None of this made sense to His disciples, but the main thing was Jesus’s imperative: “Do not let your heart be troubled; believe in God, believe also in Me. Trust Me. I am leaving, but I’m coming back.” 

“And Peter, you’re going to deny Me three times. but I’m not giving up on you. I’ll be right here when you return. And I’ve got a big job for you on the other side of all this – bigger than you could ever imagine. Trust Me.”  

Luke 22:54-61, NLT – [Back to Luke 22 -] So they arrested him [Jesus] and led him to the high priest’s home. And Peter followed at a distance. 55 The guards lit a fire in the middle of the courtyard and sat around it, and Peter joined them there. 56 A servant girl noticed him in the firelight and began staring at him. Finally she said, “This man was one of Jesus’ followers!” 57 But Peter denied it. “Woman,” he said, “I don’t even know him!” 58 After a while someone else looked at him and said, “You must be one of them!” “No, man, I’m not!” Peter retorted. 59 About an hour later someone else insisted, “This must be one of them, because he is a Galilean, too.” 60 But Peter said, “Man, I don’t know what you are talking about.” And immediately, while he was still speaking, the rooster crowed. 61 At that moment the Lord turned and looked at Peter. [You may recall the first time Peter met Jesus in John 1. It says the “JESUS LOOKED AT PETER” and said “You shall be called Cephas”: “rock.” I wonder if Jesus looked at Peter in this moment and said in His heart, “You shall be called rock!! That’s who you are because I Myself have named you!!” It’s hard to imagine, but Jesus does not know us by the flesh – even when we are in the middle of failing Him.]

As Jesus was being led from the interrogation before Caiaphas to be interrogated by the Sanhedrin, He heard his dear friend’s familiar voice, but in a tone He had never heard. It was raised and shouting, and according to Matthew’s account, Peter was swearing and cursing, denying any connection to Jesus.

Then, as Jesus passed, He turned and looked at his old friend, the one who had just earlier that same night declared that even if everyone else deserted Jesus, he never would.

Self-confidence is a killer, isn’t it? Never say never. Just say, “By the grace of God, in utter dependence on Jesus, I will walk by the Spirit and not according to flesh.” 

Imagine that glance from Jesus, so full of tenderness and pity and forgiveness – the same kindness He would express towards the ones who would shorty nail Him to the cross. 

Luke 23:34, KJV – “Father, forgive them; for they know not what they do.”

Jesus was not angry with Peter, only broken-hearted for him. It was truly rock bottom for Peter. The most shameful moment of his life.

Luke 22:61-62, NLT – [When the rooster crowed – ] Suddenly, the Lord’s words flashed through Peter’s mind: “Before the rooster crows tomorrow morning, you will deny three times that you even know me.” 62 And Peter left the courtyard, weeping bitterly. [The Message – He went out and cried and cried and cried.]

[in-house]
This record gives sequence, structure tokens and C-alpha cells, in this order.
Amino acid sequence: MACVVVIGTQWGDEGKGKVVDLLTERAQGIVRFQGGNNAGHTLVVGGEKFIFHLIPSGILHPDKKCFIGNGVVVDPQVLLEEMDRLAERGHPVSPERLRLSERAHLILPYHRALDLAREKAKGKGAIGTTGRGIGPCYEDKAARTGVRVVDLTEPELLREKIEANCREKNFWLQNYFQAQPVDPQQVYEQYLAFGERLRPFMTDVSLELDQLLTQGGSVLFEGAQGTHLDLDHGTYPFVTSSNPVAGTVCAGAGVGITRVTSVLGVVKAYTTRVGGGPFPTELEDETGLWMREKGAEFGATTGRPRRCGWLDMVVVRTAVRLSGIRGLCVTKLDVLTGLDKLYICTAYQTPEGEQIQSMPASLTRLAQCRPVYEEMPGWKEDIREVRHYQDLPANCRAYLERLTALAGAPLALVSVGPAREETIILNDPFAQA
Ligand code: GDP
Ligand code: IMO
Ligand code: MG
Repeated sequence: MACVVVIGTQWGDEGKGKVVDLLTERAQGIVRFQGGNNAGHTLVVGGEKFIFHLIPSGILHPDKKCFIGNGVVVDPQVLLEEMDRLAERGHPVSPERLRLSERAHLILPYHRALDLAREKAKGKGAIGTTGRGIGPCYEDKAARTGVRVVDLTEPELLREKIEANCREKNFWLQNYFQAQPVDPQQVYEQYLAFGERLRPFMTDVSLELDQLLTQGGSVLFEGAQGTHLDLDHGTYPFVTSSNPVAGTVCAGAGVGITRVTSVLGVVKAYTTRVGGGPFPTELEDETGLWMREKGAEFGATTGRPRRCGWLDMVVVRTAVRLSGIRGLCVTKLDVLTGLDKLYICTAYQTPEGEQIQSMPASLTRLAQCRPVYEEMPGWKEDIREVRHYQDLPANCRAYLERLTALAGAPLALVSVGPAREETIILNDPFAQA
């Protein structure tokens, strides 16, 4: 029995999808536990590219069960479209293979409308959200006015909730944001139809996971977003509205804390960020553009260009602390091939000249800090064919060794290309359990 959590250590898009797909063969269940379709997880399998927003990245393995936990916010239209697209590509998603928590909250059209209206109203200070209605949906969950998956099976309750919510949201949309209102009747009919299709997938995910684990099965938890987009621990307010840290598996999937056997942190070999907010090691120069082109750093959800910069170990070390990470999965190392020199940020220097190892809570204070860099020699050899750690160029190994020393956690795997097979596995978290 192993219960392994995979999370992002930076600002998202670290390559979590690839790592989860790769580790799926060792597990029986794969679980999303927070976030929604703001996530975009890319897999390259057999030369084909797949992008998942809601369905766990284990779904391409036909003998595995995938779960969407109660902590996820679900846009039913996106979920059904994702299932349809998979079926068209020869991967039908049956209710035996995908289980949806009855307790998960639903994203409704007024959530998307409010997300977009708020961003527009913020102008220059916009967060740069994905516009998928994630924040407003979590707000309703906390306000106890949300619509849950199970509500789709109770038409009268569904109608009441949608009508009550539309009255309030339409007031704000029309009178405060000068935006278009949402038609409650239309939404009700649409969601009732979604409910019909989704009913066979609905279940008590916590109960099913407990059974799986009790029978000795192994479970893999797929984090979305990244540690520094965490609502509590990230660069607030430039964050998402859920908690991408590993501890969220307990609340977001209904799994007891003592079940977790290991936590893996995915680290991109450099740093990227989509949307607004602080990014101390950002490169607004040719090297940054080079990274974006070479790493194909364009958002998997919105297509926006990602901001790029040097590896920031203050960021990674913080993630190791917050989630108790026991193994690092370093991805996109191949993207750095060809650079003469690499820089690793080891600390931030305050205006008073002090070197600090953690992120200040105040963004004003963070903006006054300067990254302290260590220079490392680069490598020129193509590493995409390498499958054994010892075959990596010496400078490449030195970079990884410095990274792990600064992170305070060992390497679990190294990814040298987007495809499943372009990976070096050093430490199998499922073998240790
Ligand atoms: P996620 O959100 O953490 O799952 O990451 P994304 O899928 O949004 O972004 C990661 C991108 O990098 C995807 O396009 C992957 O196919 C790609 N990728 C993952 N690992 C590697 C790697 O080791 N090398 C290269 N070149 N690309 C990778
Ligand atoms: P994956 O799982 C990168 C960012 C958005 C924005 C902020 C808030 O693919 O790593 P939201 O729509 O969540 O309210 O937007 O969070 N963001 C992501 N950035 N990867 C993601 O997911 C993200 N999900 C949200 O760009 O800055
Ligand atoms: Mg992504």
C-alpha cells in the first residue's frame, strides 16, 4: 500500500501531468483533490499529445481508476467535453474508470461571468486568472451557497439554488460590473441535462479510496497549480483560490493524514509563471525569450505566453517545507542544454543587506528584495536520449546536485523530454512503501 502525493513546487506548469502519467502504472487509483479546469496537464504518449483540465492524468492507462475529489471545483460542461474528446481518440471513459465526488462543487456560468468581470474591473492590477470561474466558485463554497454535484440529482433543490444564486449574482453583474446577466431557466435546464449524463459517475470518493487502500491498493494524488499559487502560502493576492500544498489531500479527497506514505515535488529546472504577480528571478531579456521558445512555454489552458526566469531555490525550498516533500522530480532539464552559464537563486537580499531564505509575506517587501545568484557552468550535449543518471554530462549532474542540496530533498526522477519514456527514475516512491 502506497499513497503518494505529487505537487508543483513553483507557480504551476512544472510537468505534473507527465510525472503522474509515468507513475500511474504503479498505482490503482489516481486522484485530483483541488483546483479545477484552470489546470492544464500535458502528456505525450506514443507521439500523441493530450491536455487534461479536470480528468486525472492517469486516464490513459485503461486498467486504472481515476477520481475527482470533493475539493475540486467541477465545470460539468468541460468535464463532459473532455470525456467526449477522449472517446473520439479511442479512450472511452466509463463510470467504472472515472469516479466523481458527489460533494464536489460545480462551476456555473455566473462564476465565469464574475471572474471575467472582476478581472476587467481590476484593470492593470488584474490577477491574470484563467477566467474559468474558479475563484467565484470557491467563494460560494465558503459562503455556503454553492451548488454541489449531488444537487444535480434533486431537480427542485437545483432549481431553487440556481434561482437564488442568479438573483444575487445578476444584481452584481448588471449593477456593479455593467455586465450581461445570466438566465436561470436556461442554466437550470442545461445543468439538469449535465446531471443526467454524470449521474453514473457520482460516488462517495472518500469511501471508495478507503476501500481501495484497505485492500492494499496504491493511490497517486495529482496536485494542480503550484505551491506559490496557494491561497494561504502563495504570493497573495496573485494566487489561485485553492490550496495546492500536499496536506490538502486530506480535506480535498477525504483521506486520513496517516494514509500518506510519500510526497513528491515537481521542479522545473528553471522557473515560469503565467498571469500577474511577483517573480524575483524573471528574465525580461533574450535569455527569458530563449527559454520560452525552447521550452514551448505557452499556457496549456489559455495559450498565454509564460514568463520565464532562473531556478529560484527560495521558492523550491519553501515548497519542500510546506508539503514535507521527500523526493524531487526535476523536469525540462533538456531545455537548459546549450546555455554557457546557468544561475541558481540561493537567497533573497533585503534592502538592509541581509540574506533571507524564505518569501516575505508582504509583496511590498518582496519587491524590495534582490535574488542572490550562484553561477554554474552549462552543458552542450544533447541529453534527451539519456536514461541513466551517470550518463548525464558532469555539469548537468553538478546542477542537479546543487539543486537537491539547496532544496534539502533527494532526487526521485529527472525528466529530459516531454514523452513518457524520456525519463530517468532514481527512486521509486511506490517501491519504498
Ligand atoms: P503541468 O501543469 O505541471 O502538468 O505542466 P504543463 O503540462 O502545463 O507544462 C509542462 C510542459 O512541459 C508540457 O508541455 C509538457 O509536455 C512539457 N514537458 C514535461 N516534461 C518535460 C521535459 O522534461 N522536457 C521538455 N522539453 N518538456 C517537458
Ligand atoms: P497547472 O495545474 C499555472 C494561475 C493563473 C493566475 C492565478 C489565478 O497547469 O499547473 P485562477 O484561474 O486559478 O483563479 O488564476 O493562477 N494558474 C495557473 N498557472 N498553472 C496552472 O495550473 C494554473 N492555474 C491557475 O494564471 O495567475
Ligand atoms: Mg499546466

In John 17, Jesus had prayed to the Father, “They are not of the world, just as I am not of the world.” Peter was not of this world, but he was intimated by this world, and it led to anger and resentment and lying and bitter weeping. I imagine the next few days were absolute torment for him.

Just as I imagine Adam and Eve were the most depressed people who ever lived, having once enjoyed the Garden of Pleasure in the presence of God, and then having been barred from ever entering again.

Peter tried to isolate from Jesus, but he was lost without Jesus. “Angry and depressed” wasn’t who Peter was. A fisherman wasn’t even his identity. His identity was found only in Jesus. We “find ourselves” by finding Jesus.

Next time I will tell you about Peter’s glorious restoration. He was radically changed, and I believe his life is a picture of many, many lives yet to be restored. 

It seemed to Peter that he had burned his bridges with Jesus, but Jesus rebuilt them before Peter took the first step back. Peter was a former failure, but, with Jesus, failure is never the end of the story.

2 Timothy 2:13, NASB – If we are faithless, He remains faithful, for He cannot deny Himself.

Philippians 1:6 – …He who has begun a good work in you will complete it…

1 Peter 5:10, NLT – In his kindness God called you to share in his eternal glory by means of Christ Jesus. So after you have suffered a little while, he will restore, support, and strengthen you, and he will place you on a firm foundation.

Copyright info: All scriptures in the New King James Version unless otherwise noted.

  • (NKJV) New King James Version. Scripture taken from the New King James Version®. Copyright © 1982 by Thomas Nelson. Used by permission.
  • (NIV) Holy Bible, New International Version®, NIV® Copyright ©1973, 1978, 1984, 2011 by Biblica, Inc.® Used by permission. All rights reserved worldwide.
  • (NLT) Scripture quotations are taken from the Holy Bible, New Living Translation, copyright ©1996, 2004, 2007, 2013 by Tyndale House Foundation. Used by permission of Tyndale House Publishers, Inc., Carol Stream, Illinois 60188. All rights reserved.
  • (NASB) Scripture quotations taken from the New American Standard Bible®, Copyright © 1960, 1962, 1963, 1968, 1971, 1972, 1973, 1975, 1977, 1995 by The Lockman Foundation Used by permission. (
  • (KJV) King James Version. Public Domain
Parresia Ministries

Parresia Ministries

Parresia [pär-rā-sē'-ä]: a Greek word that means "boldness." Boldness before God to receive... Boldness before men to share... His scandalous grace with others! To read more about Parresia and the founder, Tricia Gunn, click here.